While the draft conclusions adopted by the SBI on gender and climate change suggest that progress has been made – at least towards achieving a ‘gender balance’ within the UNFCCC – a more cynical observer of the events at Warsaw might express the concern that this small victory served to draw the attention away from the incremental lack of progress made in other areas, such as in Loss and Damage, or climate finance. A more optimistic assessment, however, would see the growing number of actors engaging with gender issues as a sign of hope: that gender-sensitive climate policy will be placed more firmly on the agenda in Lima, and then in Paris for the 2015 agreement.
On November 19th, the multi-stakeholder magazine Outreach issued a special edition for Gender Day, which featured an article by Gotelind Alber and Conny van Heemstra on “low carbon development from a gender perspective”. It highlights the need for a multi-dimensional approach to low carbon development, with a focus on gender sensitive strategies.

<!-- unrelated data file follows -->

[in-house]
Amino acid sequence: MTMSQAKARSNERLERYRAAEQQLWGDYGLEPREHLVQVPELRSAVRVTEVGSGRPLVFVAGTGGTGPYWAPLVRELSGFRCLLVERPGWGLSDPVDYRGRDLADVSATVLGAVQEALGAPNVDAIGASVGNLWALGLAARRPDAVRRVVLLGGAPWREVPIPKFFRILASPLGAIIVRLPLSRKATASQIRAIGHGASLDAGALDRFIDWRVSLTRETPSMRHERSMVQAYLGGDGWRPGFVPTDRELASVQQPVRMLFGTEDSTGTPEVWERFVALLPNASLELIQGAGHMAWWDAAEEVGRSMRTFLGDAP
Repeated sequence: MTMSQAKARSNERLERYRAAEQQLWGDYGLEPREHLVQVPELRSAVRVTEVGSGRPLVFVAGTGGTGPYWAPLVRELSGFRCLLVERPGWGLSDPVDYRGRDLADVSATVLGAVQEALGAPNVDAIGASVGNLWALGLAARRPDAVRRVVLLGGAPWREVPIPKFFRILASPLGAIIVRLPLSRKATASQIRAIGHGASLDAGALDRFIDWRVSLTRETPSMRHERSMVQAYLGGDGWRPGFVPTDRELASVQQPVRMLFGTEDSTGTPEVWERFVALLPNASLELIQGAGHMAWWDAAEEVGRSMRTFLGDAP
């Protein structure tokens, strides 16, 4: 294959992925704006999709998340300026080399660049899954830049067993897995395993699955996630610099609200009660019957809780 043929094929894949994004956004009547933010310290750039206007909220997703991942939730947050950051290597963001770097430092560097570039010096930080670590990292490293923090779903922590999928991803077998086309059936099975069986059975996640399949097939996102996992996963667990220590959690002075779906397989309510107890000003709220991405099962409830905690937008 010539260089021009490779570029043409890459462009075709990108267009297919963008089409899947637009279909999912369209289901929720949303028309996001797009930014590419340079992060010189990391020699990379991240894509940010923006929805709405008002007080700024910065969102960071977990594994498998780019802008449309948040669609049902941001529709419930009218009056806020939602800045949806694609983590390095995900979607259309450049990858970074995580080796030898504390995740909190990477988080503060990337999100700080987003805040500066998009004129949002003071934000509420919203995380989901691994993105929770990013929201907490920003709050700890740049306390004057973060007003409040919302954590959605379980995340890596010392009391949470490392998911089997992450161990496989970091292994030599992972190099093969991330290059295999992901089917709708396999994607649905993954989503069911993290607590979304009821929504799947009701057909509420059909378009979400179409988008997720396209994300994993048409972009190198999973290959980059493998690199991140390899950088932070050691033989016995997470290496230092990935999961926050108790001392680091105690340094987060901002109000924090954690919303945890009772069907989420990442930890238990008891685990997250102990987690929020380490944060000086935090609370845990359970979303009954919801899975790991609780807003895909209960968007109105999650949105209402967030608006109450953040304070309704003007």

To read the full article, click here.
The development sector online information hub Devex has published an article on gender events at COP19. It features an interview with GenderCC member Maira Zahur, who spoke at a side-event organised by the Indonesian government in the first week aiming to more fully explore the linkages between gender and climate change. An expert on disaster risk reduction, Maira shares her experience of working with the Pakistani government: “in simple terms, I advise them on how to use certain policies on the ground, how they can benefit women, how they should be revised, edited or extended, and how they can be taken to the grassroots level, explaining to people what things are there for their benefit.”
The article also features her full assessment of the negotiations in Warsaw, as well as an interview with a representative of Women in Europe for a Common Future (WECF).
To read more, please click here.